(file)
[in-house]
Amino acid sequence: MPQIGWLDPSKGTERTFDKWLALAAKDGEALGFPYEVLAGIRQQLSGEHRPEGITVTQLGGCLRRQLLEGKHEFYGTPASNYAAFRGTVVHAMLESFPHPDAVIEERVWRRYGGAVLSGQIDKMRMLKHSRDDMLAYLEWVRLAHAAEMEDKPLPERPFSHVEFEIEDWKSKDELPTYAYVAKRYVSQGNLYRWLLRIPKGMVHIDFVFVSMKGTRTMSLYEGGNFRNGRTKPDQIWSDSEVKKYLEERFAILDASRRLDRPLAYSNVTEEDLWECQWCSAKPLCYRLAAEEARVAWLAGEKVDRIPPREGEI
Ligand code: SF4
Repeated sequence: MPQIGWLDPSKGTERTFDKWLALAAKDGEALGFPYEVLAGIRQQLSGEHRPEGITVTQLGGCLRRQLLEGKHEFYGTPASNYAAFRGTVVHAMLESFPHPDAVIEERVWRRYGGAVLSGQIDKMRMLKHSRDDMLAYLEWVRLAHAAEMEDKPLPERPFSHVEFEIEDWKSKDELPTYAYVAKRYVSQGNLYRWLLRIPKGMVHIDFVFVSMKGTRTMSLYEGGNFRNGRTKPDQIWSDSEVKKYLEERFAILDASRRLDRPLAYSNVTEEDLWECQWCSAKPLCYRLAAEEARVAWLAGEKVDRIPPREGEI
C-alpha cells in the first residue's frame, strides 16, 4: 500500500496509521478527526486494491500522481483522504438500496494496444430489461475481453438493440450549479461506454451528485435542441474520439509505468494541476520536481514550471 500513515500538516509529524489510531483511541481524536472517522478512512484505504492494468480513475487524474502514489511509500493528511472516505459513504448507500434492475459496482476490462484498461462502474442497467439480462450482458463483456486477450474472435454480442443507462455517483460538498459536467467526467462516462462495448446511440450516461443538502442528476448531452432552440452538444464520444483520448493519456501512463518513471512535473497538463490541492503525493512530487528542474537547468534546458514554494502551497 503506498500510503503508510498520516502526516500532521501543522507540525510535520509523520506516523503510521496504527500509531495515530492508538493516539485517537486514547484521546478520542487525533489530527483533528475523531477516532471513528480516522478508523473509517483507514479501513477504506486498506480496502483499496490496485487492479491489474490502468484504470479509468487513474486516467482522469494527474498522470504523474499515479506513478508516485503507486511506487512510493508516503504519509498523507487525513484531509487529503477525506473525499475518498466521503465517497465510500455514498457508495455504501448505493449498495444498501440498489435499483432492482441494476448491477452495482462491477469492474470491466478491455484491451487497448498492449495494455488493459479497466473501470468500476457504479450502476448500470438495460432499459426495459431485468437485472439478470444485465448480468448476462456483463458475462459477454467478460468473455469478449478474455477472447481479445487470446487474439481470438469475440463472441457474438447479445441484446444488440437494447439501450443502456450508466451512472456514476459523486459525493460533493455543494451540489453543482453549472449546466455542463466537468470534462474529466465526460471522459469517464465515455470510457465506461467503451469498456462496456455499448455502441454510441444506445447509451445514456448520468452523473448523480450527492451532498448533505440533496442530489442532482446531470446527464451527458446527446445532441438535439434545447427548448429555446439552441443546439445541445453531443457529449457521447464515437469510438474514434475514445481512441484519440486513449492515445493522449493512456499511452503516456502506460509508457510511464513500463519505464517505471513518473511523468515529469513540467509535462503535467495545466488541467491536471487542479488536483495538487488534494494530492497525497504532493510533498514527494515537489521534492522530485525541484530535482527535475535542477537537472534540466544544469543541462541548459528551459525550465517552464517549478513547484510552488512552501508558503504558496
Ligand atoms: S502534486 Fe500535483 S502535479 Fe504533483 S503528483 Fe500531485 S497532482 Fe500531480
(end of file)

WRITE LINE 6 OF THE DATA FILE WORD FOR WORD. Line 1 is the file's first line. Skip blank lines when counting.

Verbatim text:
Ligand atoms: S502534486 Fe500535483 S502535479 Fe504533483 S503528483 Fe500531485 S497532482 Fe500531480